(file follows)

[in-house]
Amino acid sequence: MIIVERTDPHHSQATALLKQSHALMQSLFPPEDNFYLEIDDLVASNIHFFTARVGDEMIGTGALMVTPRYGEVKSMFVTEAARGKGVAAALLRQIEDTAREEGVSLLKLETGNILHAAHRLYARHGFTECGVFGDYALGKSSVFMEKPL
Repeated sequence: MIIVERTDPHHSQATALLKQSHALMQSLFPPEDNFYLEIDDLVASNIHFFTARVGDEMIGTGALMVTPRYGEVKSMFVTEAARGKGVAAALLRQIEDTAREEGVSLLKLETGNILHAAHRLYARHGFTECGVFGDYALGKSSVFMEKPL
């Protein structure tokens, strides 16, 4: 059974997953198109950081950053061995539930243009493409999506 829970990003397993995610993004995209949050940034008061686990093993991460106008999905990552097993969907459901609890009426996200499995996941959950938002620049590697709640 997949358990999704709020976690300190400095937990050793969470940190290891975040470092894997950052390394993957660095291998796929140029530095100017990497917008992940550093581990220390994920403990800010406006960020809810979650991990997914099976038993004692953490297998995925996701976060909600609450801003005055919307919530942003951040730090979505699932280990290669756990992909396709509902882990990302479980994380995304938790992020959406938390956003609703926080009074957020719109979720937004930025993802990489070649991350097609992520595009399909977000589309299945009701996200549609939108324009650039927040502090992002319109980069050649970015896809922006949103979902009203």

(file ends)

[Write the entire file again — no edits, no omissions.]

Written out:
[in-house]
Amino acid sequence: MIIVERTDPHHSQATALLKQSHALMQSLFPPEDNFYLEIDDLVASNIHFFTARVGDEMIGTGALMVTPRYGEVKSMFVTEAARGKGVAAALLRQIEDTAREEGVSLLKLETGNILHAAHRLYARHGFTECGVFGDYALGKSSVFMEKPL
Repeated sequence: MIIVERTDPHHSQATALLKQSHALMQSLFPPEDNFYLEIDDLVASNIHFFTARVGDEMIGTGALMVTPRYGEVKSMFVTEAARGKGVAAALLRQIEDTAREEGVSLLKLETGNILHAAHRLYARHGFTECGVFGDYALGKSSVFMEKPL
């Protein structure tokens, strides 16, 4: 059974997953198109950081950053061995539930243009493409999506 829970990003397993995610993004995209949050940034008061686990093993991460106008999905990552097993969907459901609890009426996200499995996941959950938002620049590697709640 997949358990999704709020976690300190400095937990050793969470940190290891975040470092894997950052390394993957660095291998796929140029530095100017990497917008992940550093581990220390994920403990800010406006960020809810979650991990997914099976038993004692953490297998995925996701976060909600609450801003005055919307919530942003951040730090979505699932280990290669756990992909396709509902882990990302479980994380995304938790992020959406938390956003609703926080009074957020719109979720937004930025993802990489070649991350097609992520595009399909977000589309299945009701996200549609939108324009650039927040502090992002319109980069050649970015896809922006949103979902009203």